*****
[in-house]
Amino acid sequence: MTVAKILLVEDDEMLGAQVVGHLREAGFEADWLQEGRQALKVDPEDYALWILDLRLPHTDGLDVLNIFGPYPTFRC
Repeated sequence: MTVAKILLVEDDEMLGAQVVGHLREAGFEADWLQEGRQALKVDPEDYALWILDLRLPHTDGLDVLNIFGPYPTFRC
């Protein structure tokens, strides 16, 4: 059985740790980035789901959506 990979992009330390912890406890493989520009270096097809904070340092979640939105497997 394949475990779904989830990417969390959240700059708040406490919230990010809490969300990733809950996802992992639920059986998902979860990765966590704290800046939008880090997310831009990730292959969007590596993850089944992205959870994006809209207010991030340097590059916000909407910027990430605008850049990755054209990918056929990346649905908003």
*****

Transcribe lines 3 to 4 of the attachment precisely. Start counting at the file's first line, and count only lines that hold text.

Repeated sequence: MTVAKILLVEDDEMLGAQVVGHLREAGFEADWLQEGRQALKVDPEDYALWILDLRLPHTDGLDVLNIFGPYPTFRC
């Protein structure tokens, strides 16, 4: 059985740790980035789901959506 990979992009330390912890406890493989520009270096097809904070340092979640939105497997 394949475990779904989830990417969390959240700059708040406490919230990010809490969300990733809950996802992992639920059986998902979860990765966590704290800046939008880090997310831009990730292959969007590596993850089944992205959870994006809209207010991030340097590059916000909407910027990430605008850049990755054209990918056929990346649905908003």